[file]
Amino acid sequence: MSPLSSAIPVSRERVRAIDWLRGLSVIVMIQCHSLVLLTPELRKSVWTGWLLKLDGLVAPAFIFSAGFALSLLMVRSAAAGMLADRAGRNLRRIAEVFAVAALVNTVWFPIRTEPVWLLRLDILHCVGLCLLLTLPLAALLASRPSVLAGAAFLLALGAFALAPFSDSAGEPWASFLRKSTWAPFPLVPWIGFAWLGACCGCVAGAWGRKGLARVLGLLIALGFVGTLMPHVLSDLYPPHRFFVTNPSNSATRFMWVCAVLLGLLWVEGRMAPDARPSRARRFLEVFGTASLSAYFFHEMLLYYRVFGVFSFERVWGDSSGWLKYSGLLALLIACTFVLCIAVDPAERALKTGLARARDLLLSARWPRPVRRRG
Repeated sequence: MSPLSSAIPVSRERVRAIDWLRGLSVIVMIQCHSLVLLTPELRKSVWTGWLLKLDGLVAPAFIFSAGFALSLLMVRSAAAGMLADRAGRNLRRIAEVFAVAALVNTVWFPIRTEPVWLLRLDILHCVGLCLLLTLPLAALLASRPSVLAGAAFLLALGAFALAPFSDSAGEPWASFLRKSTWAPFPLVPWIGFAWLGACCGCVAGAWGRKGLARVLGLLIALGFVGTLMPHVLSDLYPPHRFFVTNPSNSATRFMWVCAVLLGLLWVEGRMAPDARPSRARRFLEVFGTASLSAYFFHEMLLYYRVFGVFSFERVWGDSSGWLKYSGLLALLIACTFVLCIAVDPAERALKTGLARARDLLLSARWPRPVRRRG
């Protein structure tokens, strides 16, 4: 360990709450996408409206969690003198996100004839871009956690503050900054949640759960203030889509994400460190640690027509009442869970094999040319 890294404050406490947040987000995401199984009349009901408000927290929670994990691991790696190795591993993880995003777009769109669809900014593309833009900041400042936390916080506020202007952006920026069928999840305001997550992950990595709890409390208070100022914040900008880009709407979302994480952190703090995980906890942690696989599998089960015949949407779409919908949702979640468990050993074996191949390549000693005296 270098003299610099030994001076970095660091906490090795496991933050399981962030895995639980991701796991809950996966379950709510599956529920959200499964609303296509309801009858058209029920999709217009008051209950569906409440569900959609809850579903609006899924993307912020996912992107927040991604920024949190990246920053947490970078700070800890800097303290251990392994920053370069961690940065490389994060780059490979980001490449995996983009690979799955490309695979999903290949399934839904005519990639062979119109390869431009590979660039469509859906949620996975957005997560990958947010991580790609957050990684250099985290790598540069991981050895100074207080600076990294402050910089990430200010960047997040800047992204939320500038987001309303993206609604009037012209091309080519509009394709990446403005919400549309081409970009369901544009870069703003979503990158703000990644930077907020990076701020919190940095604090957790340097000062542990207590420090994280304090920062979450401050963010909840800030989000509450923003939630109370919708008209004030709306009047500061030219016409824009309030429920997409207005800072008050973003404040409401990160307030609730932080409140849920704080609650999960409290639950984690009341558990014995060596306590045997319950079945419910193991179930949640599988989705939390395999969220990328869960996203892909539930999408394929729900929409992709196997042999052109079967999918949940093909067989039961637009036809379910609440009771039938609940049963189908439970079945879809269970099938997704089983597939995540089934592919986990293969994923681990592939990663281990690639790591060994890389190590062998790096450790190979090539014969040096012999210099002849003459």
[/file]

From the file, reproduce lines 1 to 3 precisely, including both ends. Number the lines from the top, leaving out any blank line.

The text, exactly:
Amino acid sequence: MSPLSSAIPVSRERVRAIDWLRGLSVIVMIQCHSLVLLTPELRKSVWTGWLLKLDGLVAPAFIFSAGFALSLLMVRSAAAGMLADRAGRNLRRIAEVFAVAALVNTVWFPIRTEPVWLLRLDILHCVGLCLLLTLPLAALLASRPSVLAGAAFLLALGAFALAPFSDSAGEPWASFLRKSTWAPFPLVPWIGFAWLGACCGCVAGAWGRKGLARVLGLLIALGFVGTLMPHVLSDLYPPHRFFVTNPSNSATRFMWVCAVLLGLLWVEGRMAPDARPSRARRFLEVFGTASLSAYFFHEMLLYYRVFGVFSFERVWGDSSGWLKYSGLLALLIACTFVLCIAVDPAERALKTGLARARDLLLSARWPRPVRRRG
Repeated sequence: MSPLSSAIPVSRERVRAIDWLRGLSVIVMIQCHSLVLLTPELRKSVWTGWLLKLDGLVAPAFIFSAGFALSLLMVRSAAAGMLADRAGRNLRRIAEVFAVAALVNTVWFPIRTEPVWLLRLDILHCVGLCLLLTLPLAALLASRPSVLAGAAFLLALGAFALAPFSDSAGEPWASFLRKSTWAPFPLVPWIGFAWLGACCGCVAGAWGRKGLARVLGLLIALGFVGTLMPHVLSDLYPPHRFFVTNPSNSATRFMWVCAVLLGLLWVEGRMAPDARPSRARRFLEVFGTASLSAYFFHEMLLYYRVFGVFSFERVWGDSSGWLKYSGLLALLIACTFVLCIAVDPAERALKTGLARARDLLLSARWPRPVRRRG
């Protein structure tokens, strides 16, 4: 360990709450996408409206969690003198996100004839871009956690503050900054949640759960203030889509994400460190640690027509009442869970094999040319 890294404050406490947040987000995401199984009349009901408000927290929670994990691991790696190795591993993880995003777009769109669809900014593309833009900041400042936390916080506020202007952006920026069928999840305001997550992950990595709890409390208070100022914040900008880009709407979302994480952190703090995980906890942690696989599998089960015949949407779409919908949702979640468990050993074996191949390549000693005296 270098003299610099030994001076970095660091906490090795496991933050399981962030895995639980991701796991809950996966379950709510599956529920959200499964609303296509309801009858058209029920999709217009008051209950569906409440569900959609809850579903609006899924993307912020996912992107927040991604920024949190990246920053947490970078700070800890800097303290251990392994920053370069961690940065490389994060780059490979980001490449995996983009690979799955490309695979999903290949399934839904005519990639062979119109390869431009590979660039469509859906949620996975957005997560990958947010991580790609957050990684250099985290790598540069991981050895100074207080600076990294402050910089990430200010960047997040800047992204939320500038987001309303993206609604009037012209091309080519509009394709990446403005919400549309081409970009369901544009870069703003979503990158703000990644930077907020990076701020919190940095604090957790340097000062542990207590420090994280304090920062979450401050963010909840800030989000509450923003939630109370919708008209004030709306009047500061030219016409824009309030429920997409207005800072008050973003404040409401990160307030609730932080409140849920704080609650999960409290639950984690009341558990014995060596306590045997319950079945419910193991179930949640599988989705939390395999969220990328869960996203892909539930999408394929729900929409992709196997042999052109079967999918949940093909067989039961637009036809379910609440009771039938609940049963189908439970079945879809269970099938997704089983597939995540089934592919986990293969994923681990592939990663281990690639790591060994890389190590062998790096450790190979090539014969040096012999210099002849003459």